Twitch has reportedly added a new Brand Safety Score system to rate all streamers for their content and community, which could affect advertising opportunities.
Such a system is already in place on YouTube, where channels and videos are either monetized or demonetized depending on the content.
It appears that Twitch is now taking a similar approach with livestreamed content. This is according to new strings uncovered in the platform’s API.
Update, March 10: A Twitch spokesperson has now responded with the following statement: “We are exploring ways to improve the experience on Twitch for viewers and creators, including efforts to better match the appropriate ads to the right communities. User privacy is critical on Twitch, and, as we refine this process, we will not pursue plans that compromise that priority. Nothing has launched yet, no personal information was shared, and we will keep our community informed of any updates along the way.”
New Twitch Brand Safety Score
The system will apparently rate “how brand-friendly every streamer is based on things like chat behavior, ban history, manual ratings by Twitch staff, games played, age, automod and more.”
This information comes via Twitter user @tayariCS, an open-source developer working independently on some Twitch-related projects.
Twitch has added an automatic Brand Safety Score which grades how brand friendly every streamer is based on things like chat behavior, ban history, manual ratings by Twitch staff, games played, age, automod and more (See below).
— Daylam 'tayari' Tayari (@tayariCS) March 9, 2021
The main factors in deciding this new Brand Safety score, are:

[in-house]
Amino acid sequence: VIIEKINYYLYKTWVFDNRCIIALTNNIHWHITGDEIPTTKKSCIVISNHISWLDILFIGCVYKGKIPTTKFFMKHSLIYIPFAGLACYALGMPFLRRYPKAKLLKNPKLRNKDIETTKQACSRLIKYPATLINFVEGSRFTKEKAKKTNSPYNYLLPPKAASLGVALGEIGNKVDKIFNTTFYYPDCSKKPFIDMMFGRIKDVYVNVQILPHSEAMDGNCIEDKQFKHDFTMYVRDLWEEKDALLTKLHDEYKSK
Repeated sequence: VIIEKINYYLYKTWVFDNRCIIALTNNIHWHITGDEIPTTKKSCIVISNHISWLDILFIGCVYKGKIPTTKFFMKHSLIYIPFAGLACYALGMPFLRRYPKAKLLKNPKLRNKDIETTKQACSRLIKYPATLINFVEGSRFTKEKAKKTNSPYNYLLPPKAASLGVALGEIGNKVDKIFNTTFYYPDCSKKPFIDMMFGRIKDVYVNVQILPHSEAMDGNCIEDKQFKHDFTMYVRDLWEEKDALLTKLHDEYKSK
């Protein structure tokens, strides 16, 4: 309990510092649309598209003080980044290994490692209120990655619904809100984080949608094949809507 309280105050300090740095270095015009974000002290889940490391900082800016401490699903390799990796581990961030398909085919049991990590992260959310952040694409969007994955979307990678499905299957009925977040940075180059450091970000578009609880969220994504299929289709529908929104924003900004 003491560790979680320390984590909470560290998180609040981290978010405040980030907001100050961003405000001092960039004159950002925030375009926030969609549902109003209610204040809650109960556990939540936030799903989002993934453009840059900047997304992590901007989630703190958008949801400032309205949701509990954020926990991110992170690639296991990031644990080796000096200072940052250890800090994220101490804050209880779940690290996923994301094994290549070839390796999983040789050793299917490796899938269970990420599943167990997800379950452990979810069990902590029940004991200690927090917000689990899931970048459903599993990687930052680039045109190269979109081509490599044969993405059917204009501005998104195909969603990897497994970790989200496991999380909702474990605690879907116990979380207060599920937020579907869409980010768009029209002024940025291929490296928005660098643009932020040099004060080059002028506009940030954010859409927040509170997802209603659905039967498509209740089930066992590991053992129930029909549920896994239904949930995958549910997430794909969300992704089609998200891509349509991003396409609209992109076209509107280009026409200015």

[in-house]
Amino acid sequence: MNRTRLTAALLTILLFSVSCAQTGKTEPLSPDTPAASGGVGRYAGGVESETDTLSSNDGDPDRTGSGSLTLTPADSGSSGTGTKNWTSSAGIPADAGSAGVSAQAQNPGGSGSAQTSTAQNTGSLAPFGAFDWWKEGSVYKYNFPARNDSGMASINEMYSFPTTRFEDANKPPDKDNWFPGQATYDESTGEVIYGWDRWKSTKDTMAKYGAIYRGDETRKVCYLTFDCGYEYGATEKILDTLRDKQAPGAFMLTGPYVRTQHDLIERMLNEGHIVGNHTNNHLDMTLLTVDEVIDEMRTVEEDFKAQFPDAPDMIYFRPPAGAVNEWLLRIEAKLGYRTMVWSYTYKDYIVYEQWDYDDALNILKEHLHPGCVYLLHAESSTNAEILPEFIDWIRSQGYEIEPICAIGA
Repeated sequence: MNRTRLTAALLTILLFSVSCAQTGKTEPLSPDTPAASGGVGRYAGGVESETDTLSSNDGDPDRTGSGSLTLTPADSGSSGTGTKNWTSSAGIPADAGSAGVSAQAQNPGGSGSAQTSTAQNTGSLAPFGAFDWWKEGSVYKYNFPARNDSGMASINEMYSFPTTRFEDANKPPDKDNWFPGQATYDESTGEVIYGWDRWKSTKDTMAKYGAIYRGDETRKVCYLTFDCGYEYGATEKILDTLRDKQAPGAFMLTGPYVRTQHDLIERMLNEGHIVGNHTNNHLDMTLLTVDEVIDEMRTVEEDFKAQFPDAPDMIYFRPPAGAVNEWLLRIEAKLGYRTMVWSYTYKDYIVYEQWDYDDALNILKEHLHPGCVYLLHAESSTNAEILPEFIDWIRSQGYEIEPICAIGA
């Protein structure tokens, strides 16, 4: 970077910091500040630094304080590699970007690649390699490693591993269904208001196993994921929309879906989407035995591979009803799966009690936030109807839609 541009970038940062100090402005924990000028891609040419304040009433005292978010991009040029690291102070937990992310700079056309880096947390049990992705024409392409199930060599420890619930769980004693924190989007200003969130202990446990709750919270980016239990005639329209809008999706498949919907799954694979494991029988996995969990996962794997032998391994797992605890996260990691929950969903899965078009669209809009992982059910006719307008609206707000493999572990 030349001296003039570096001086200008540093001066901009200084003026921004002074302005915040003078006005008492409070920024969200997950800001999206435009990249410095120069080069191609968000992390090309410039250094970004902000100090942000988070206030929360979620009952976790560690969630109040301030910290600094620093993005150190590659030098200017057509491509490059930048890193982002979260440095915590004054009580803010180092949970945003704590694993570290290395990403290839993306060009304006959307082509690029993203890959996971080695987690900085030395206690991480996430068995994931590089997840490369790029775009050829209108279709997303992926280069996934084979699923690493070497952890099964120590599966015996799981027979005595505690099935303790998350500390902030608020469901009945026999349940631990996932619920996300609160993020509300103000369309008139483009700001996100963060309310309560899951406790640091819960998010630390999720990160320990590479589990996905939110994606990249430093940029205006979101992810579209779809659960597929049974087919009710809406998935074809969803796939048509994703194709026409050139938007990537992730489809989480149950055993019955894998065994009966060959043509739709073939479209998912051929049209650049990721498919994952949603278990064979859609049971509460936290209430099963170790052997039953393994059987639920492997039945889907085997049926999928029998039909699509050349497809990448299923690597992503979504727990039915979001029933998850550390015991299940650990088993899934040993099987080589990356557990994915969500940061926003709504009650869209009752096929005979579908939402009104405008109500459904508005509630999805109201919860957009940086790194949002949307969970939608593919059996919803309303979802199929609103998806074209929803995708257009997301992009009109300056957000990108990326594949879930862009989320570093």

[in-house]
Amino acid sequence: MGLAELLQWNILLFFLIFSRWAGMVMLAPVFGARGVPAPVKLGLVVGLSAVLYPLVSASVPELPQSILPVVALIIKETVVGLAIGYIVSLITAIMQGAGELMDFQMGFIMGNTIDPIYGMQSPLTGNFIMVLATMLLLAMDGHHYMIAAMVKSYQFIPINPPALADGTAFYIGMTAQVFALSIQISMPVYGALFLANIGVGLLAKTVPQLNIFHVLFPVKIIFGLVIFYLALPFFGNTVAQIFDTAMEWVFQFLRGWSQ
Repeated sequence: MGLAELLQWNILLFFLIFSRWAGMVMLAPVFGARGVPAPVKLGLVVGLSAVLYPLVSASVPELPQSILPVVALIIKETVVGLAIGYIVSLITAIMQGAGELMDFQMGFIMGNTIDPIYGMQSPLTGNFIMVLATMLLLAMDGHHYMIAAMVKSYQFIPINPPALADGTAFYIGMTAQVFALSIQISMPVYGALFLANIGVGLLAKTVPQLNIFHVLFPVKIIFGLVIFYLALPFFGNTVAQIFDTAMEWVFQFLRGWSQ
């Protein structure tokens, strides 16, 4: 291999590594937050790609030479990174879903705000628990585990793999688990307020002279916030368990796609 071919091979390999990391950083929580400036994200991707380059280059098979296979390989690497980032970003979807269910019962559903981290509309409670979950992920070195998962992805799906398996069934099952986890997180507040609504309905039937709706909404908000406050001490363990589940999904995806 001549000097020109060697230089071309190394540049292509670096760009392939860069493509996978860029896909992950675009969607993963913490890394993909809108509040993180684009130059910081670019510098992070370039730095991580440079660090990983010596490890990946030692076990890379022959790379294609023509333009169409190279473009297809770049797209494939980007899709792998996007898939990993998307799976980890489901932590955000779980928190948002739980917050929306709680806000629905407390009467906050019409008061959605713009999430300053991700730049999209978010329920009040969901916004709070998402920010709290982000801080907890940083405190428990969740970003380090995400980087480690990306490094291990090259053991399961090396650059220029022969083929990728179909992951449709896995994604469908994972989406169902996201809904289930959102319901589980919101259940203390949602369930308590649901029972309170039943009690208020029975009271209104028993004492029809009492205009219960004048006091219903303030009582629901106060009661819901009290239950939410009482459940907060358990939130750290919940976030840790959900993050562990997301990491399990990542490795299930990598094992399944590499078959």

- Streamer’s age
- Streamer’s ban history, with reason for any suspensions
- Streamer’s relationship with Twitch
- Automod and the automod level
- A manual rating by Twitch staff
- Partnership status
- Age rating of game being played
- Stream set to ‘mature’ or not
You can see these parameters in the code, via tayariCS:
What does this mean for streamers?
Presumably, a channel’s score could be used to determine what ads and how many ads will be shown on their content. It may also affect the Twitch bounty system.
Bounties are offers, typically from game developers, for a streamer to play or promote their game on Twitch in return for a fee. Some of these bounties can offer substantial compensation.
It could also have another implication though – ban explanations. As this data is stored by Twitch, information requests by streamers could potentially allow them to see more exact reasons for any suspensions.
Twitch typically only cites the top-level community guideline that was violated (e.g. hateful conduct) when telling a streamer why they were banned, rarely going into more detail. In some cases, such as Dr Disrespect, the streamers claim they were never given a reason at all.